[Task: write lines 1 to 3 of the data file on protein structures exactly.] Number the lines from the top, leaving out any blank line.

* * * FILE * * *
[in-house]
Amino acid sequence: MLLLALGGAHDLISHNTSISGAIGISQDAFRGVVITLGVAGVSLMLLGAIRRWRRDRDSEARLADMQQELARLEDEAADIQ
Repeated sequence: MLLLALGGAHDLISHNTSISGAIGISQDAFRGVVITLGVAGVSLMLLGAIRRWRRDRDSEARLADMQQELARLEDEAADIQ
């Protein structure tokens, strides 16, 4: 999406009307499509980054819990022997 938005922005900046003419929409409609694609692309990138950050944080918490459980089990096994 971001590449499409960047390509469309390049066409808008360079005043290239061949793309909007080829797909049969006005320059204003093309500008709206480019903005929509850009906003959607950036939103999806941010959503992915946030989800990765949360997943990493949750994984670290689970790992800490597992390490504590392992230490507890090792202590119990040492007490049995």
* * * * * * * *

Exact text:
[in-house]
Amino acid sequence: MLLLALGGAHDLISHNTSISGAIGISQDAFRGVVITLGVAGVSLMLLGAIRRWRRDRDSEARLADMQQELARLEDEAADIQ
Repeated sequence: MLLLALGGAHDLISHNTSISGAIGISQDAFRGVVITLGVAGVSLMLLGAIRRWRRDRDSEARLADMQQELARLEDEAADIQ